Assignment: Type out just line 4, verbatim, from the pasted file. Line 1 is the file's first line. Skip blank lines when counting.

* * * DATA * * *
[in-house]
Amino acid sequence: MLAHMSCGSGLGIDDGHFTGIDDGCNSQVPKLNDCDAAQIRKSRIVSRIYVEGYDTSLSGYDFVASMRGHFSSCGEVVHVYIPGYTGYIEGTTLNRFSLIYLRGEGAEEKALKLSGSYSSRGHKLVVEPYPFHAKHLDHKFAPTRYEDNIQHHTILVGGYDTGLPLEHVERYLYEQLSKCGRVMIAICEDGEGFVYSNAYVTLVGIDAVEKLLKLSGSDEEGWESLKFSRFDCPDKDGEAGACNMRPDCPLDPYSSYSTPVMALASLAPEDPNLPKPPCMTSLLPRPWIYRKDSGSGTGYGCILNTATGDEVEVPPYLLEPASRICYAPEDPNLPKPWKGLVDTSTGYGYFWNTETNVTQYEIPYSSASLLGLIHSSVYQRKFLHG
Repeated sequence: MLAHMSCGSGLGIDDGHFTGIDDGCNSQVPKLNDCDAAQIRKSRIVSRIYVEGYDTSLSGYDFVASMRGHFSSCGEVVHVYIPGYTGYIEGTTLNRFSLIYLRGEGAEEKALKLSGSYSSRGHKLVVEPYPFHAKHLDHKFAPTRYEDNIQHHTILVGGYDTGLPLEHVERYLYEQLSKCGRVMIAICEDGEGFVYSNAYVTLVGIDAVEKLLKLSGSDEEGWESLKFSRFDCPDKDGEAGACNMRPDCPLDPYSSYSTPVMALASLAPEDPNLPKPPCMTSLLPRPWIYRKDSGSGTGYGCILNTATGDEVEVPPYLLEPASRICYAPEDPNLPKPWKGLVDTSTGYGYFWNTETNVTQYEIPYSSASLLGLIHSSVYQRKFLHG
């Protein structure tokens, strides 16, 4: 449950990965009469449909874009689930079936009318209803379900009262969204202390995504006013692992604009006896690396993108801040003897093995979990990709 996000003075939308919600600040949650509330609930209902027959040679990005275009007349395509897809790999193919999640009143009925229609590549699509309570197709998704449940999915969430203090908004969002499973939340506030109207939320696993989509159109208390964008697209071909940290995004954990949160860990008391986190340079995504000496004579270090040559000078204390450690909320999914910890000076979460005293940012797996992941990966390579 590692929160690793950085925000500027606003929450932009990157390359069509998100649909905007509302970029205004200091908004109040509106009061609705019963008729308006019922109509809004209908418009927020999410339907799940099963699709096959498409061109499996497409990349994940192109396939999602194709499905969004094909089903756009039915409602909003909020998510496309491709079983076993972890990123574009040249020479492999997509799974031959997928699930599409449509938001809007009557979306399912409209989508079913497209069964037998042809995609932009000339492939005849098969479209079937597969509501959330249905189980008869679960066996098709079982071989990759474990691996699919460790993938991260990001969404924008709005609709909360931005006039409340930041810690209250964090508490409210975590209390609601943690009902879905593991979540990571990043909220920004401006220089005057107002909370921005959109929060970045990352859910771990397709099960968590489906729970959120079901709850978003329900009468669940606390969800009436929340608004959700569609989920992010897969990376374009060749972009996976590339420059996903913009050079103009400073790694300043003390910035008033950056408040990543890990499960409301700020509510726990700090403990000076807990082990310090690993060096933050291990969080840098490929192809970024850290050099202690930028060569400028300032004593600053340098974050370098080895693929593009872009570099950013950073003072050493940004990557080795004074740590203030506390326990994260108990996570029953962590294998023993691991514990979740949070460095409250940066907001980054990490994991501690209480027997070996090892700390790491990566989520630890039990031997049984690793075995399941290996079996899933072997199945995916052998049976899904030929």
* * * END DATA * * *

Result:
């Protein structure tokens, strides 16, 4: 449950990965009469449909874009689930079936009318209803379900009262969204202390995504006013692992604009006896690396993108801040003897093995979990990709 996000003075939308919600600040949650509330609930209902027959040679990005275009007349395509897809790999193919999640009143009925229609590549699509309570197709998704449940999915969430203090908004969002499973939340506030109207939320696993989509159109208390964008697209071909940290995004954990949160860990008391986190340079995504000496004579270090040559000078204390450690909320999914910890000076979460005293940012797996992941990966390579 590692929160690793950085925000500027606003929450932009990157390359069509998100649909905007509302970029205004200091908004109040509106009061609705019963008729308006019922109509809004209908418009927020999410339907799940099963699709096959498409061109499996497409990349994940192109396939999602194709499905969004094909089903756009039915409602909003909020998510496309491709079983076993972890990123574009040249020479492999997509799974031959997928699930599409449509938001809007009557979306399912409209989508079913497209069964037998042809995609932009000339492939005849098969479209079937597969509501959330249905189980008869679960066996098709079982071989990759474990691996699919460790993938991260990001969404924008709005609709909360931005006039409340930041810690209250964090508490409210975590209390609601943690009902879905593991979540990571990043909220920004401006220089005057107002909370921005959109929060970045990352859910771990397709099960968590489906729970959120079901709850978003329900009468669940606390969800009436929340608004959700569609989920992010897969990376374009060749972009996976590339420059996903913009050079103009400073790694300043003390910035008033950056408040990543890990499960409301700020509510726990700090403990000076807990082990310090690993060096933050291990969080840098490929192809970024850290050099202690930028060569400028300032004593600053340098974050370098080895693929593009872009570099950013950073003072050493940004990557080795004074740590203030506390326990994260108990996570029953962590294998023993691991514990979740949070460095409250940066907001980054990490994991501690209480027997070996090892700390790491990566989520630890039990031997049984690793075995399941290996079996899933072997199945995916052998049976899904030929």